Swinger By: Jason Akl
In you were to get a sneak peak into fishermans' fly boxes across the country, I am sure you would see a lot of the same types of flies. Hares Ear's, Prince nymph's and Wulff dry flies would definitely make up a large portion of flies in these boxes. Just as I am sure that these fly boxes will be holding a bunch of classic fish catchers; I am also sure that a few out of the norm patterns are present for when all others fail. The swinger wet fly pattern is just such a fly, a pattern to use when all others seem to be ignored. The swinger pattern was originally designed to imitate adult craneflies (Tipulidae) that had fallen to the waters surface. Craneflies spend most of their lives feeding and living around woodland areas and water, so naturally fish along with birds see these good-sized insects as a tasty
treat. Of course this pattern is not an exact imitation of a cranefly but it has everything it needs to catch big trout. The soft dubbed body gives the fly a realistic feel in the fish's mouth while the undulating stripped hackle legs can entice even the most lethargic fish. Fishing this fly is done much like any other wet fly. Cast the fly upstream and across from your position, and create a drag free drift downstream. It is preferable to keep the fly in the surface film if possible, but if the fly sinks a few inches or so it won't lose any of its fish catching potency. Adding a little floatant to the grouse soft hackle of the fly will help to keep it riding high in the water column for hours on end. Make sure that you let the fly finish its drift completely before collecting and recasting you line. Many times fish will follow the fly out of sight, and at the last minute near the end of the swing come up and take the fly. Some of the best action produced from this fly is created while the fly swings because the water currents help to give life-like movements to the stripped hackle legs. Even though craneflies are found only during the summer months you can try using this fly anytime of the year when you are running into picky fish. Chances are that fish in your local waters have not seen this fly pattern or any patterns like it, so it might just have what it takes to get the bite going for you. Materials Used in the Swinger Fly Pattern Hook: Mustad Size 12 Thread: Uni-Thread Size 8/0 Butt: Pale Yellow Rabbit Dubbing Body: Tan Rabbit Dubbing Legs: Four Stripped Grouse Soft Hackles Hackle: Soft Grouse Wing Feather 1. Start this fly by placing the hook into your vice and securing it tightly so that it does not move up or down. After the hook is in place, collect four white tipped grouse soft hackles. Strip these four hackles so that only the last 5-7 hackle barbs are left. Once the hackle stems are completely cleaned; set these four hackles aside for use later.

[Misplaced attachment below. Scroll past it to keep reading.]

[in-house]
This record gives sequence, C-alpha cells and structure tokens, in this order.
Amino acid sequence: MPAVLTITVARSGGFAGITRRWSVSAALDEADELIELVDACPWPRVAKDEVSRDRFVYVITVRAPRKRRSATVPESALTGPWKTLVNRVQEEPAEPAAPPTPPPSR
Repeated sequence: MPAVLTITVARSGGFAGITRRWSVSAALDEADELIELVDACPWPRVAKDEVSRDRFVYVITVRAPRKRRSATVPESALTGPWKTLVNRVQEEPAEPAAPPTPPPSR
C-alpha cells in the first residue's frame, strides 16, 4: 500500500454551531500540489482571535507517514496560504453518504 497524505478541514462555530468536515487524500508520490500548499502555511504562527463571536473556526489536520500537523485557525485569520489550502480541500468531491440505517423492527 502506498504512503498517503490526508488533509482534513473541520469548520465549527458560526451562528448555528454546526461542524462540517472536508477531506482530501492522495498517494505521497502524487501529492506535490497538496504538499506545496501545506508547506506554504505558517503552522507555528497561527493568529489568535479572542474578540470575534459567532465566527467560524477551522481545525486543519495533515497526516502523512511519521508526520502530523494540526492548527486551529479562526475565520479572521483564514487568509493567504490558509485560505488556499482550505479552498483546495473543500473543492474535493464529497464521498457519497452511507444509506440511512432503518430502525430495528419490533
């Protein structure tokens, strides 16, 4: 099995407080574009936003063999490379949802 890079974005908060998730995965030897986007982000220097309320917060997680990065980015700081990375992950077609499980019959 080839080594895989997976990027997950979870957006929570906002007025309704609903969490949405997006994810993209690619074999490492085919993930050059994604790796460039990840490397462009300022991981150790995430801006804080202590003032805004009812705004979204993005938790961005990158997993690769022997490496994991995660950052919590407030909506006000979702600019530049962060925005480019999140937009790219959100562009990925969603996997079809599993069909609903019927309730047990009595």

2. Attach the 8/0 Uni-thread behind the hook eye and wrap down to the back of the hook. Wax and pinch dub the thread with the pale yellow rabbit dubbing. Wrap the dubbed thread half way down the hook bend and create a small ball of yellow dubbing.
3. After you are satisfied with the yellow dubbing ball, clean your thread of the remaining yellow dubbing and this time pinch dub the thread with tan rabbit dubbing. Proceed to wrap the dubbed thread up the hook shank till you reach the ¼ mark on the hook shank. The body of the fly should have a slight taper towards the front of the hook and have nice thick dubbed body.
4. Get the hackle legs that you stripped earlier and set aside. Tie two legs onto each side of the fly (on each side you should have one hackle leg on the top and one on the bottom). Make sure that each of the hackle stems is tightly bound down. Soft hackles have a habit of slipping out from the fly just after you finish tying off the fly. A good idea is to place a drop of head cement on the tie down point for the hackles just to be sure that everything stays in place.
5. Select a medium sized grouse soft hackle for the fly and stroke the fibers towards the top of the feather. Tie in the soft hackle tip first and make a few hackle stretches to ensure the hackle will wrap smoothly in the direction you want. Take two turns with the hackle around the hook shank and tie off. Be careful of how far you wrap the hackle on the hook shank. You want to end up with a spare hackle and a neat small head.
6. Clip the excess hackle stem and wrap the thread back onto the hackle to create a swept look to the fly. Build a small head for the fly, whip finish and cement.
Tight lines and Smooth threads Jason Akl
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